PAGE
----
The House leadership and its rambunctious tea party wing have bolted mandatory approval of the Keystone XL oil pipeline to the transportation bill.
Whatever one thinks of the tea partyers’ politics, this is a strategic mistake from their own point of view because it contradicts one of their core policy goals — a permanent ban on earmarks — and hurts other objectives such as ensuring energy independence, creating more jobs, ending wasteful spending and maintaining America’s global exceptionalism.
The tea party is effectively killing a transportation bill without gaining anything in return. It should be pushing for the bill instead. Here’s why:
• Energy independence. The reality of the 21st century is that there are a lot more fossil fuels stored in the earth than we ever realized. While no country is truly energy independent in a globalized world, the newly discovered stores of oil and natural gas here in the United States give us new leeway to think hard about how dependent we want to be on Canadian tar sands.
Regardless of whether one is for or against Keystone XL or believes sourcing 100 percent of the oil we consume within North America is actually possible, it is certainly true that passage of the transportation bill would advance energy independence. Transportation represents 70 percent of U.S. oil consumption, and much of that consumption is wasted through congestion, travel delays and too few trip choices. The transportation bill addresses all of these inefficiencies. Jeopardizing the bill by forcing immediate approval of this pipeline risks losing the benefit of an improved transportation system.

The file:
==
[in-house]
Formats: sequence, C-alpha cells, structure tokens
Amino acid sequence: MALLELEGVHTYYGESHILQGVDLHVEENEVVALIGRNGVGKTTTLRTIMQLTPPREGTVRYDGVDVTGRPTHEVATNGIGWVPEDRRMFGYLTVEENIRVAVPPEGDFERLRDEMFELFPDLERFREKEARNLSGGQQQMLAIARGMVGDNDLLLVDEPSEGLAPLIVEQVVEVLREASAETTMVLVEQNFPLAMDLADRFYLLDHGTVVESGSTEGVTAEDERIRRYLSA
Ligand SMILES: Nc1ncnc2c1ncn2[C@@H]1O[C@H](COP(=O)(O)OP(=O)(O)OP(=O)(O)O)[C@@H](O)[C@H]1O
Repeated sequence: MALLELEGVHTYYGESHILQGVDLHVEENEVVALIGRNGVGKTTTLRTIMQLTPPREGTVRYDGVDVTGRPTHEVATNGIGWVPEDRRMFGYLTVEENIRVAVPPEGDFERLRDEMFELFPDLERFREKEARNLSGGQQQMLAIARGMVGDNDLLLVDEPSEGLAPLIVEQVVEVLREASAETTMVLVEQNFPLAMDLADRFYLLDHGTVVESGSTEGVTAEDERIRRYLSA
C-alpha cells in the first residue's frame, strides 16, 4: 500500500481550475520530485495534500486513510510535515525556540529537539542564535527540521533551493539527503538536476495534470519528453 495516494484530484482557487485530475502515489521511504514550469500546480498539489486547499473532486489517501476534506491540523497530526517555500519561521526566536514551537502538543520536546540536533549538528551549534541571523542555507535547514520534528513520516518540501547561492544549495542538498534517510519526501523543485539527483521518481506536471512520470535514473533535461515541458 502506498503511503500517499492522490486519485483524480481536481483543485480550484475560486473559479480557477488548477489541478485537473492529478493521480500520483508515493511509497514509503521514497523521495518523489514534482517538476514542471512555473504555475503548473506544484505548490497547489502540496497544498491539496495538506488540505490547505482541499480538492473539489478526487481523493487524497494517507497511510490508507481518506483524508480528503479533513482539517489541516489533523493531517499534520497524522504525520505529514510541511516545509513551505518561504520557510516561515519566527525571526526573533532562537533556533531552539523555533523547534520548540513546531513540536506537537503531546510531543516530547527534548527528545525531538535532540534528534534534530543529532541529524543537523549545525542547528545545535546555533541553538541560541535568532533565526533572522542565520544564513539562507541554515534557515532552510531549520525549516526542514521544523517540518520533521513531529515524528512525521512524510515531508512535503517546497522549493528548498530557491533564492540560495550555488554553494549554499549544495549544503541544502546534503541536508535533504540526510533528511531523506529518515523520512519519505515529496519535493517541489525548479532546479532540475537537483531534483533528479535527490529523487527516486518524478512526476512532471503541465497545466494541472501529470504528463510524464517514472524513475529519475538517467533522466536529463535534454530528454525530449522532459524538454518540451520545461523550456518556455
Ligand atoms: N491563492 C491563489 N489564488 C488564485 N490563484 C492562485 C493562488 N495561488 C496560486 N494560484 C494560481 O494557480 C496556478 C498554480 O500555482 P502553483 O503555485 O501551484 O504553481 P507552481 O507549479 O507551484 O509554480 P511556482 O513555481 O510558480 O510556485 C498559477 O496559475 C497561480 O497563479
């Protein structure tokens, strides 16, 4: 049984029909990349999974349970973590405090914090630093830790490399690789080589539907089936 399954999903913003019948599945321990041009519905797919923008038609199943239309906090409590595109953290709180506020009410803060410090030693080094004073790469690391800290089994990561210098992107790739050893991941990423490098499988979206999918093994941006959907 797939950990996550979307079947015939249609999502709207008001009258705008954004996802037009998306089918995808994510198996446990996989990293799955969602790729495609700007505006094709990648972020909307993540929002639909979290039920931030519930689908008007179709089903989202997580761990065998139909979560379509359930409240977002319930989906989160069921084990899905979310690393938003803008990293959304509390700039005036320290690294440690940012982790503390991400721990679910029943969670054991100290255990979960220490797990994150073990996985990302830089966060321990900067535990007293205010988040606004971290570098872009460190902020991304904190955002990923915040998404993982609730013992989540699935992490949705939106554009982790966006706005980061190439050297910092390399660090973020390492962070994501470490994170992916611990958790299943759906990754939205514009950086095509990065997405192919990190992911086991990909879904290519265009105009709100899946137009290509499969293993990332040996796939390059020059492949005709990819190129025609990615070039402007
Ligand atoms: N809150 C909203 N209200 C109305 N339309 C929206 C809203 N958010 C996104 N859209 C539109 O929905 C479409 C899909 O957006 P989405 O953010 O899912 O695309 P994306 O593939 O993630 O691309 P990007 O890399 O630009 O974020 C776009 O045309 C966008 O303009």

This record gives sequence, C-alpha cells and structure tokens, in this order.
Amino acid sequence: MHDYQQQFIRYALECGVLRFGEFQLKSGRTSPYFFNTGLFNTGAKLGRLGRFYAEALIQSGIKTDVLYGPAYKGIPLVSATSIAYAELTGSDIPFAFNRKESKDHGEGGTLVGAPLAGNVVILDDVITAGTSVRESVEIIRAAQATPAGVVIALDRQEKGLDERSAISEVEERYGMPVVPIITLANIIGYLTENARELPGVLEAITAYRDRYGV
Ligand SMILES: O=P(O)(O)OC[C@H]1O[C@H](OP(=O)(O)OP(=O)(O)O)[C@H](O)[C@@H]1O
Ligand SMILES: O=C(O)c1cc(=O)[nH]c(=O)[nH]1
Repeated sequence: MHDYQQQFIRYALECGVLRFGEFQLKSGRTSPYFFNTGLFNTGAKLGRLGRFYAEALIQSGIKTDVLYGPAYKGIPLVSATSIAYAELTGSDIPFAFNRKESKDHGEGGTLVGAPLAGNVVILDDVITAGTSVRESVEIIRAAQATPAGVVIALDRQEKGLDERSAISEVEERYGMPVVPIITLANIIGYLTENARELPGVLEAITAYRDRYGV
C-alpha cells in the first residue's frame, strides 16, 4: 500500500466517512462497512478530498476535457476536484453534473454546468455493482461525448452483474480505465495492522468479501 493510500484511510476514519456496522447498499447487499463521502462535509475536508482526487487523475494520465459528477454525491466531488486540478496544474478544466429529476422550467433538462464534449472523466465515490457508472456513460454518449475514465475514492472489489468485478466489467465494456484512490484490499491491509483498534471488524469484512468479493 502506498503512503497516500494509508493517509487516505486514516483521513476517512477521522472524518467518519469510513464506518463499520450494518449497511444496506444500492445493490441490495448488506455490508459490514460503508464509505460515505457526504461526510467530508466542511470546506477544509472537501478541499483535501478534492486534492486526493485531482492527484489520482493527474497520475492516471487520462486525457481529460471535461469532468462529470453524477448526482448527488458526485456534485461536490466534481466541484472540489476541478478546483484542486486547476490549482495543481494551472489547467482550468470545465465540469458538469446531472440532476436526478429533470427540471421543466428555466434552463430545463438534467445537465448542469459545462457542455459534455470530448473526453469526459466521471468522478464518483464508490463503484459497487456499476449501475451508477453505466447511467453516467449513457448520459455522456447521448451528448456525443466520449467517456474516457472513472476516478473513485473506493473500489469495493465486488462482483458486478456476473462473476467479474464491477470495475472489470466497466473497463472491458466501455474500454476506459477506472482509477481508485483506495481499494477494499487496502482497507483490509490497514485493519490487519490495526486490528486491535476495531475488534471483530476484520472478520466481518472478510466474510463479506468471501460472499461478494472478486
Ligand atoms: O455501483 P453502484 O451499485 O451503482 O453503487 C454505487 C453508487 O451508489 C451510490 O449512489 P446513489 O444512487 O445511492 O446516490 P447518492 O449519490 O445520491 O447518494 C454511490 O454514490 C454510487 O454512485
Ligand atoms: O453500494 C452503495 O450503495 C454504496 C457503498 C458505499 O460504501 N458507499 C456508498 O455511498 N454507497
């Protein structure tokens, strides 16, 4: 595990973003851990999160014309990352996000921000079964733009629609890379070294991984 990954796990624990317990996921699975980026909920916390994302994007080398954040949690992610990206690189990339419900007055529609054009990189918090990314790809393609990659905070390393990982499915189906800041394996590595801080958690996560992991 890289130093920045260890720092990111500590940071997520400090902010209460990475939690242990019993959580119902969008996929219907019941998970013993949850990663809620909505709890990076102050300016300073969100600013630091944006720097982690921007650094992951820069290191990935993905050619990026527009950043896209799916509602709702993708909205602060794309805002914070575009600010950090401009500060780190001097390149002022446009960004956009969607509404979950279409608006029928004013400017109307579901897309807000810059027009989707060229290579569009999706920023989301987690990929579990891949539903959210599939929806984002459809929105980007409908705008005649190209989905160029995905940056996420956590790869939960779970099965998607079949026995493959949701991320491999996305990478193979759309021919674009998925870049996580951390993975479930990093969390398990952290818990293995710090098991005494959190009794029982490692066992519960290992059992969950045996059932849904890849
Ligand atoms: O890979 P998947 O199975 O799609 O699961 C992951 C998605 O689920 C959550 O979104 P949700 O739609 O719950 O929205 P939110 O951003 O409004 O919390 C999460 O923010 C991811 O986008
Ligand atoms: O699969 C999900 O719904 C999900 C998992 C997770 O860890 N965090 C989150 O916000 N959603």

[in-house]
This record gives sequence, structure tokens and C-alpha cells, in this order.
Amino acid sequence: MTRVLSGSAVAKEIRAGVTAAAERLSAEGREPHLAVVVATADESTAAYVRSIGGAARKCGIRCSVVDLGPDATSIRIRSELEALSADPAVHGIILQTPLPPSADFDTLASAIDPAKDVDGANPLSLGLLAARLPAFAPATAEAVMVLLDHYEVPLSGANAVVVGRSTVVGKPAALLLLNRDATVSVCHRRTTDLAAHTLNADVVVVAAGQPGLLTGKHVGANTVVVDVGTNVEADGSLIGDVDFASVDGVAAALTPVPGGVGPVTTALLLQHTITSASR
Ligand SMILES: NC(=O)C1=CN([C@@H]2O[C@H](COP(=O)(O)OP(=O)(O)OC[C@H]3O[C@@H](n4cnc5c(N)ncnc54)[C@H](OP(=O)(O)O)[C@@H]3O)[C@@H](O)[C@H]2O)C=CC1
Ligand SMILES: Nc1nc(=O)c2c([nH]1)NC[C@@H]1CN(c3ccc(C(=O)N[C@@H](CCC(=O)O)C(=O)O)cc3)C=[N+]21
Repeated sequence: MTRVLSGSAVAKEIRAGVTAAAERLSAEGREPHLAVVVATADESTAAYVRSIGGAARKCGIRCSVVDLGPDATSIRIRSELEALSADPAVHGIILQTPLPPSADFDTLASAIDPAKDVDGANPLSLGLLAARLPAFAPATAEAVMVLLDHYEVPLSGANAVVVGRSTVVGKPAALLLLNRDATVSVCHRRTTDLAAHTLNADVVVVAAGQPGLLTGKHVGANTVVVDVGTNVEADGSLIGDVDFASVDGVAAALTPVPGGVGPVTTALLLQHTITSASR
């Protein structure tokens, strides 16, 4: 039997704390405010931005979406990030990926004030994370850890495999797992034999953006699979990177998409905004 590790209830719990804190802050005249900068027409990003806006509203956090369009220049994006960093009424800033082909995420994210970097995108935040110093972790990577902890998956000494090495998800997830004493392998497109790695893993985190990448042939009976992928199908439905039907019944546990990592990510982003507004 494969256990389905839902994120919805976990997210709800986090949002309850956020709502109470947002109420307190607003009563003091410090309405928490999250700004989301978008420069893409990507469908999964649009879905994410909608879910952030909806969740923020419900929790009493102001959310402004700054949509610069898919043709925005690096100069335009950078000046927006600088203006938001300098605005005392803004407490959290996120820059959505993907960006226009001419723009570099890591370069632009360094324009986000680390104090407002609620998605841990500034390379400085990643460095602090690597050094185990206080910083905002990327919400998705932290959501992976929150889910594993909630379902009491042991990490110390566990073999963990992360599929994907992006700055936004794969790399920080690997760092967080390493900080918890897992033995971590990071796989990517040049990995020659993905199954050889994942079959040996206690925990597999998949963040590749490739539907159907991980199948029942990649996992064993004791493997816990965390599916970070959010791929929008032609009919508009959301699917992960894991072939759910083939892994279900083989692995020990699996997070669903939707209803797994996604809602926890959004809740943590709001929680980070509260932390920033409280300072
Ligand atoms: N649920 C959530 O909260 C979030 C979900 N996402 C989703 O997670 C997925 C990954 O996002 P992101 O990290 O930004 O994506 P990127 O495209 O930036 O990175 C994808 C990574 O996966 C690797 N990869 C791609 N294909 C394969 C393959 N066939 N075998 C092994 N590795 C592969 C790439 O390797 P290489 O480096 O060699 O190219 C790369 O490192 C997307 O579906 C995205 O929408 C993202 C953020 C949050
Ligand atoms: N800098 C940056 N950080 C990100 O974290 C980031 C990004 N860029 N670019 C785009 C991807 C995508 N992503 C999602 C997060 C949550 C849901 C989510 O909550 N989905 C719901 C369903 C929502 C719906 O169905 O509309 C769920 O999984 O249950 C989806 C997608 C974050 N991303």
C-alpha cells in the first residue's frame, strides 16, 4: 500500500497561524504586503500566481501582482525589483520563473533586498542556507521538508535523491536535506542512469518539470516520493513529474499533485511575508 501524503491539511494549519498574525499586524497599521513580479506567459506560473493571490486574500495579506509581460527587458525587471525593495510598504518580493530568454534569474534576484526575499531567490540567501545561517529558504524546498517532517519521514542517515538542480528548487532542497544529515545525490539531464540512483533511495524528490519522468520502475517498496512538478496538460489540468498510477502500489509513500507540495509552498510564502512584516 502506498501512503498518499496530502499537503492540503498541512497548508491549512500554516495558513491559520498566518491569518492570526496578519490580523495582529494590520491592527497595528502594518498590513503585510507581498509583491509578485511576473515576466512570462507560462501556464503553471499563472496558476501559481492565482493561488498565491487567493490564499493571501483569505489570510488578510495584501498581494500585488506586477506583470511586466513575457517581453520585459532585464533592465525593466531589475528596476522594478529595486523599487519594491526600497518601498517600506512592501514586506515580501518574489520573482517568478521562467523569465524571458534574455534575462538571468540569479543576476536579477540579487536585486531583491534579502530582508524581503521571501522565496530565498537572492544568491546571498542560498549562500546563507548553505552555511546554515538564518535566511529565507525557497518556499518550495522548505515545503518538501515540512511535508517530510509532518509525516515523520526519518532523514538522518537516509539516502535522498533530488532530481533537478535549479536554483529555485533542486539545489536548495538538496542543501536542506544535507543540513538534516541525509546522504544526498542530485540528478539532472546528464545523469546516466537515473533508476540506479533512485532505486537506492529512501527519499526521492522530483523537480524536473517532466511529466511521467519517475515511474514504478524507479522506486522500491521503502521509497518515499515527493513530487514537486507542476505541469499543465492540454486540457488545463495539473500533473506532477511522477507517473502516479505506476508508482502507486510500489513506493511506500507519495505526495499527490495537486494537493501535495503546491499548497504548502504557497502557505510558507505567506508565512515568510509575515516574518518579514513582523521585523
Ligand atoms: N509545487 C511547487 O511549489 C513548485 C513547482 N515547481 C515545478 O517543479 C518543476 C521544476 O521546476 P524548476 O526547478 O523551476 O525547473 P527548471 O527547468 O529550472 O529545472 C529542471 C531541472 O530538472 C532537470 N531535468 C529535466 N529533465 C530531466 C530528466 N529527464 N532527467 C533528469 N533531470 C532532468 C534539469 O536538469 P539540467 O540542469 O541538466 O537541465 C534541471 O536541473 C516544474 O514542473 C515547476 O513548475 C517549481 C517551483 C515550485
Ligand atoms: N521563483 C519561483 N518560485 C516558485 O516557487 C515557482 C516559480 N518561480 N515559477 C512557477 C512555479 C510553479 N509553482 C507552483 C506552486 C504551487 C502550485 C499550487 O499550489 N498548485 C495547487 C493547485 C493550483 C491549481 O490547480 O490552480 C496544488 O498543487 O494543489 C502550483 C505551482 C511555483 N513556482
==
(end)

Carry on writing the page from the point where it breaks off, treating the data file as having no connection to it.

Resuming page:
• Jobs. Sure, Keystone XL will provide some new jobs, but the number is highly uncertain. And oil jobs are not something the United States is lacking right now. Unemployment in North Dakota, home of the Bakken shale oil field, is 3 percent. In Oklahoma, another shale oil producer, it is 4.8 percent. In contrast, the unemployment rate in the construction industry is more than 14 percent and weighs down economies in virtually every state in the nation.
Plus, transportation infrastructure is crumbling. America, according to the World Economic Forum, has fallen from fifth to 24th place in the quality of its infrastructure. Latching Keystone XL to the transportation bill as a “non-negotiable” demand to gain a few thousand oil-sector jobs risks hundreds of thousands of ready-to-go construction jobs in the middle of the construction season. There’s no sense in that.
• Global competitiveness. One of the more pointed tea party criticisms raised against federal transportation spending is that it is just that: spending, not investment. More than 85 percent of federal transportation funds are now distributed by formula to states and localities with little accountability beyond verifying that the money distributed has actually been spent.
The transportation bill hits hard on this subject. In its current version, the bill would reduce the amount of money spread around like peanut butter and instead focus on actual need by requiring states and localities to establish specific performance metrics and demonstrate progress as a condition of continued federal support.
Killing the transportation bill will simply assure the perpetuation of transportation as a federal spending program, not an investment program.
The most ironic result of attaching Keystone XL to the transportation bill will be the demise of the tea party’s greatest contribution to good governance — a permanent ban on earmarks. The transportation bill codifies this wise policy into law with zero earmarks allowed.
Lois Lerner, director of exempt organizations for the IRS, arrives for a House Oversight and Government Reform Committee hearing on the investigation of the IRS' targeting of political groups. Lerner invoked her Fifth Amendment right to not testify and caused a protest from some committee members when she offered an opening statement and engaged in dialogue with members before invoking the right.
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